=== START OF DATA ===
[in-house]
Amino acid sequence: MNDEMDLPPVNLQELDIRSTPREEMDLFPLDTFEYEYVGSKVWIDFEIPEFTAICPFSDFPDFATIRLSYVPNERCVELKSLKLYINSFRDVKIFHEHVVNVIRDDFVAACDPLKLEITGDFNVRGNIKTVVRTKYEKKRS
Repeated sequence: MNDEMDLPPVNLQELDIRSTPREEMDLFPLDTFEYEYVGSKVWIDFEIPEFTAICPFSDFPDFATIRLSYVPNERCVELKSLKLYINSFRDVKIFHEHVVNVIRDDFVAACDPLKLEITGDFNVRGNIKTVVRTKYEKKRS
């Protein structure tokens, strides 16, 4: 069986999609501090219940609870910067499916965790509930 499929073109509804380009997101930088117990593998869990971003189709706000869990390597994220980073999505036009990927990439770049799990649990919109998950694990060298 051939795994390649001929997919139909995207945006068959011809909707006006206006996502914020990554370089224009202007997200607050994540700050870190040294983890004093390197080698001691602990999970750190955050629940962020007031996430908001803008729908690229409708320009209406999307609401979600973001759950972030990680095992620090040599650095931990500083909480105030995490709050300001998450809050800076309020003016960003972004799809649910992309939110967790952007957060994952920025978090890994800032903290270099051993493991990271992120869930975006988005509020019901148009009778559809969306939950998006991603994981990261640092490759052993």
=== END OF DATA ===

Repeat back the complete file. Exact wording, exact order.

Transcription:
[in-house]
Amino acid sequence: MNDEMDLPPVNLQELDIRSTPREEMDLFPLDTFEYEYVGSKVWIDFEIPEFTAICPFSDFPDFATIRLSYVPNERCVELKSLKLYINSFRDVKIFHEHVVNVIRDDFVAACDPLKLEITGDFNVRGNIKTVVRTKYEKKRS
Repeated sequence: MNDEMDLPPVNLQELDIRSTPREEMDLFPLDTFEYEYVGSKVWIDFEIPEFTAICPFSDFPDFATIRLSYVPNERCVELKSLKLYINSFRDVKIFHEHVVNVIRDDFVAACDPLKLEITGDFNVRGNIKTVVRTKYEKKRS
């Protein structure tokens, strides 16, 4: 069986999609501090219940609870910067499916965790509930 499929073109509804380009997101930088117990593998869990971003189709706000869990390597994220980073999505036009990927990439770049799990649990919109998950694990060298 051939795994390649001929997919139909995207945006068959011809909707006006206006996502914020990554370089224009202007997200607050994540700050870190040294983890004093390197080698001691602990999970750190955050629940962020007031996430908001803008729908690229409708320009209406999307609401979600973001759950972030990680095992620090040599650095931990500083909480105030995490709050300001998450809050800076309020003016960003972004799809649910992309939110967790952007957060994952920025978090890994800032903290270099051993493991990271992120869930975006988005509020019901148009009778559809969306939950998006991603994981990261640092490759052993």